Learning environments in the United States accommodate learners from different backgrounds with various learning styles and capabilities. Amidst diversities in ethnicity and socioeconomic status, proficiency in English emerges as a core determinant of learning outcomes and levels of socialization.

Garcia & Kleifgen (2019) present bilingualism as a beneficial concept that enables learners to enhance their cognitive, relational, and social competencies. According to Garcia & Kleifgen (2019), bilingualism has multiple benefits, including enhanced cognitive performance, linguistic interdependence, and academic language and literacy development.

Equally, Crosson et al. (2019) associate bilingualism with various social and economic benefits, including improved relational competencies and employability skills in a globalized society. Regardless of these benefits of bilingualism, emergent bilinguals face challenges compromising their knowledge acquisition, relational competencies, and academic performance.

The first issue facing emergent bilinguals is exclusion from mainstream teaching instructions and methodologies due to over-relying on English as the primary language for instructional designing, development, and delivery. According to Crosson et al. (2019), the road to bilingualism is complex since students need to receive the quality and intensity of learning instructions necessary for developing advanced language proficiency.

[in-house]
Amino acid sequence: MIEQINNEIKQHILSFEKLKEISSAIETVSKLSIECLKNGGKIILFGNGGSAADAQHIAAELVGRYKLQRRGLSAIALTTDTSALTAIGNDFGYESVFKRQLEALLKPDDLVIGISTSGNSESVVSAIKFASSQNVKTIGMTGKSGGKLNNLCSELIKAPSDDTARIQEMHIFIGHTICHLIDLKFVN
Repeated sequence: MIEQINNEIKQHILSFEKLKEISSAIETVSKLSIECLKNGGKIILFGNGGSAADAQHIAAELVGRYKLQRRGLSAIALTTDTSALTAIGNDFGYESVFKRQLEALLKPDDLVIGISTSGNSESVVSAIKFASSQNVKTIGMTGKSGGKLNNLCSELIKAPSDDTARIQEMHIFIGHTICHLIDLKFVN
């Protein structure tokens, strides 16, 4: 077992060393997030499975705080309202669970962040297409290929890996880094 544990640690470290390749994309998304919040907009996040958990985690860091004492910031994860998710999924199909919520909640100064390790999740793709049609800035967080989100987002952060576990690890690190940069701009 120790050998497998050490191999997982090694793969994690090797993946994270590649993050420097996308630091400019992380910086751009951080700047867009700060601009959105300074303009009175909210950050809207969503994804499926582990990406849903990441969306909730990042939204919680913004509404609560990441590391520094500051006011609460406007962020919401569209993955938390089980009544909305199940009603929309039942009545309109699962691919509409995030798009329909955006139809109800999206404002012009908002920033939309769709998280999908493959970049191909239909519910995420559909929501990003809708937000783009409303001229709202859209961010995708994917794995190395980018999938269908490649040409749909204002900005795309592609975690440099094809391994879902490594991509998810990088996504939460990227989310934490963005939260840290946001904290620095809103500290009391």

In the same breath, Ortiz et al. (2022) contend that the problem of educational inequality that manifests through limited access to resources, shortages of qualified teaching personnel, and undifferentiated curricula and instructions compound challenges facing emergent bilinguals in the United States. These issues create chasms in education attainment, socialization, and acquisition of knowledge among English language learners (ELLs).

Secondly, emergent bilinguals lag in academic performance compared to non-English language Learners owing to the problems and gaps in curricula and instructions. Garcia & Kleifgen (2019) argue that the end goal of bilingualism is to enable learners to comprehend and communicate effectively and complete cognitively demanding tasks in content areas at the appropriate level in English.

As a result, educators can use oral proficiency tests, literacy assessments, and achievement tests to evaluate the extent of English proficiency. Unfortunately, English language learners (ELLs) do not often perform well in English and other subjects when educators fail to individualize and differentiate instructions to reflect and complement learners’ needs and priorities.

Consequently, the determination to address emergent bilinguals’ challenges relies massively upon how educators understand theoretical frameworks for knowledge acquisition and tailor instructions, classroom activities, and resources in ways consistent with learners learning styles, needs, and preferences.